Every business has to spend money to expand. It's the reason many investors don't worry about profits until the obvious growth opportunities have been exhausted. Why save a penny today when spending it could yield a dollar down the road?
That's exactly what Amazon (AMZN -0.16%) has been doing for decades -- first, as it built an online store and distribution network, and then when it launched Amazon Web Services (AWS). Now, that segment is the crown jewel for investors -- not the brown boxes that decorate seemingly every doorstep. But competition is fierce. That makes every earnings report a potential landmine for shareholders wondering if this will be the quarter Wall Street's faith gets shaken.
Still holding the lead
Amazon's rapid growth in e-commerce required it to scale up massively in technology infrastructure. It also had to learn how to optimize its use. Once it did, it decided to sell the service to others.
Today, it's almost impossible to count how many choices AWS gives developers. Managing websites, creating databases, performing analytics, deploying machine learning applications, and setting up security can all be easily managed in the cloud. Amazon was a first mover and still retains the overall lead in market share.
An engine of growth and profits
All parts of the Amazon business are growing. But AWS stands above the others. It may look like it's slowing down, but it has posted four straight quarters of accelerating revenue growth and is up to a $71 billion annual run rate. That's like a company bigger than Ford growing as fast as the price of gas over the past year.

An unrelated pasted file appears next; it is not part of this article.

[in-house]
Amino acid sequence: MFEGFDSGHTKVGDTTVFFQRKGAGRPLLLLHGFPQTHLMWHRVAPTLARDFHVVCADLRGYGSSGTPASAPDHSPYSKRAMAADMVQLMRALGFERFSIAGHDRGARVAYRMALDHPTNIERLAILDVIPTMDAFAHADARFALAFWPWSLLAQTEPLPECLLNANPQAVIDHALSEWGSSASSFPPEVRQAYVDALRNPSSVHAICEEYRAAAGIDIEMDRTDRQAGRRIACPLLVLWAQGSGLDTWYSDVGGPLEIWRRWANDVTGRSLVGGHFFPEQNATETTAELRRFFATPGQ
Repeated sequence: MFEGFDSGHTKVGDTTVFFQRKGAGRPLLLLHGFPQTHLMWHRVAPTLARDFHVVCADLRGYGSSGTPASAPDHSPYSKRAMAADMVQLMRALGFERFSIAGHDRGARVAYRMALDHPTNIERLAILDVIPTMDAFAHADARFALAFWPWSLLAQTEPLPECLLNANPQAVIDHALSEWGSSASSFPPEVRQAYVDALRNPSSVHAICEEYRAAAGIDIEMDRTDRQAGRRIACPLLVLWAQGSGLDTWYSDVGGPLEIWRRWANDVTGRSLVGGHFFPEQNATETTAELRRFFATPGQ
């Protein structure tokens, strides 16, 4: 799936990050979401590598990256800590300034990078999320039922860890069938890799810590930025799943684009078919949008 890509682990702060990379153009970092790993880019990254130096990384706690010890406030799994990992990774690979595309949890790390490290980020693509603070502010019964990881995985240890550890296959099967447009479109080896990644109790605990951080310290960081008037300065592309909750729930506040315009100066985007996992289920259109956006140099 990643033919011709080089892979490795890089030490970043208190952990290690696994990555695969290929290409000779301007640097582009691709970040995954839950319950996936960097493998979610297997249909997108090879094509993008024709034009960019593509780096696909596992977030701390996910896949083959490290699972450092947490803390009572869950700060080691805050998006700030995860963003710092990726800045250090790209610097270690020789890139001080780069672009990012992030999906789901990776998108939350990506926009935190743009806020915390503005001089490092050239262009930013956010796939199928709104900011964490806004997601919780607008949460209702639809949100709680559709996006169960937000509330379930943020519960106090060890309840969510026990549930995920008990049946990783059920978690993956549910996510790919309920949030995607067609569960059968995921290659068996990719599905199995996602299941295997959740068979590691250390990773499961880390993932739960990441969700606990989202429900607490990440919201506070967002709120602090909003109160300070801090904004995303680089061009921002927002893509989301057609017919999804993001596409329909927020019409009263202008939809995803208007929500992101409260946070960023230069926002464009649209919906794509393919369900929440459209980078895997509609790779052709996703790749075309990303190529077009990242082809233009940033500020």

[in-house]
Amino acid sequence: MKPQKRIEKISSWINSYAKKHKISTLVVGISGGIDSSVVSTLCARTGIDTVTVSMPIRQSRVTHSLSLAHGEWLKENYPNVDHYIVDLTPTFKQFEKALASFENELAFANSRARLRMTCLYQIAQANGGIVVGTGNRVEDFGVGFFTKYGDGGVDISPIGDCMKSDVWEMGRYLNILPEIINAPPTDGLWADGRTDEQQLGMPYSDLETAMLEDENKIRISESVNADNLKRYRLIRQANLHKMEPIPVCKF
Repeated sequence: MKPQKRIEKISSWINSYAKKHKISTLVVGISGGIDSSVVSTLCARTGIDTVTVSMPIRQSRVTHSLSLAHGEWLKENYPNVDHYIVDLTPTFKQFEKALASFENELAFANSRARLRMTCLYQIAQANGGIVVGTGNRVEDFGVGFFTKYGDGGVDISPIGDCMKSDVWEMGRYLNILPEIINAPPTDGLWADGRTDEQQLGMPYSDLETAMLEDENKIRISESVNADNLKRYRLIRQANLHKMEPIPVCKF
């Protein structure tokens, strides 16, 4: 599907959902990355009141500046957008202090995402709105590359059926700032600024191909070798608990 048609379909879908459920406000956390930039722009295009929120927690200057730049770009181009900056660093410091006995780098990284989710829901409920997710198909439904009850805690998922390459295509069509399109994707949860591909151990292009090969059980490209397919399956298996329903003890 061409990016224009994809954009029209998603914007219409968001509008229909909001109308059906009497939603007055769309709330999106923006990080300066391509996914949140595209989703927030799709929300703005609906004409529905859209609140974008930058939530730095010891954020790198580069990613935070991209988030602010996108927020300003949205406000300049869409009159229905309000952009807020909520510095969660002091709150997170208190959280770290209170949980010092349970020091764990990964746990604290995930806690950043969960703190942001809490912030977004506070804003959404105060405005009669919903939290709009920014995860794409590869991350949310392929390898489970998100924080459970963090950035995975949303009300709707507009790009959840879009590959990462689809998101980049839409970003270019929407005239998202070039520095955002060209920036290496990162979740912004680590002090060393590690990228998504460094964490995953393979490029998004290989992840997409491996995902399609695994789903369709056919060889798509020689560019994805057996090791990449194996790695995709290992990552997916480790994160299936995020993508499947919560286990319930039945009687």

And that growth is coming from an increasingly large part of the business. AWS made up only 7% of revenue in 2015. Last year it was 13%. It's also a lot more profitable. The international segment loses money each year, although it has flip-flopped on either side of breakeven the past two. Amazon's North American business was a little better, posting an operating margin of 2.6% in 2021. By contrast, the operating margin for AWS was 30%. It's easy to see why Wall Street gets excited about the fastest-growing part of Amazon when it's also 10 times more profitable than the legacy business.
Clash of the titans
But success breeds imitation. And the shift to the cloud has spawned competing offerings from other internet titans, as well as legacy technology companies. The cash flow statement doesn't label where capital expenditures go. But they are a good proxy for the billions being poured into building out cloud infrastructure.
For Amazon, the number also counts the addition of more distribution centers to its fulfillment network. It isn't just leading the market; it appears to be outspending Microsoft (MSFT -0.79%) and Alphabet (GOOG -0.08%) (GOOGL -0.15%) to widen the gap.
Earnings this week from Alphabet, Microsoft, and Amazon will update the scorecard in the cloud wars. To be clear, there are no losers. Each is building infrastructure that customers will rely on for years -- if not decades -- to come. It's a big reason they are three of the largest companies in the world. But investors will have their calculators ready to crunch the numbers on revenue and growth. Every quarter has the potential to reset valuations if the pecking order appears to be changing. That will remain the case at least until the next huge growth opportunity presents itself.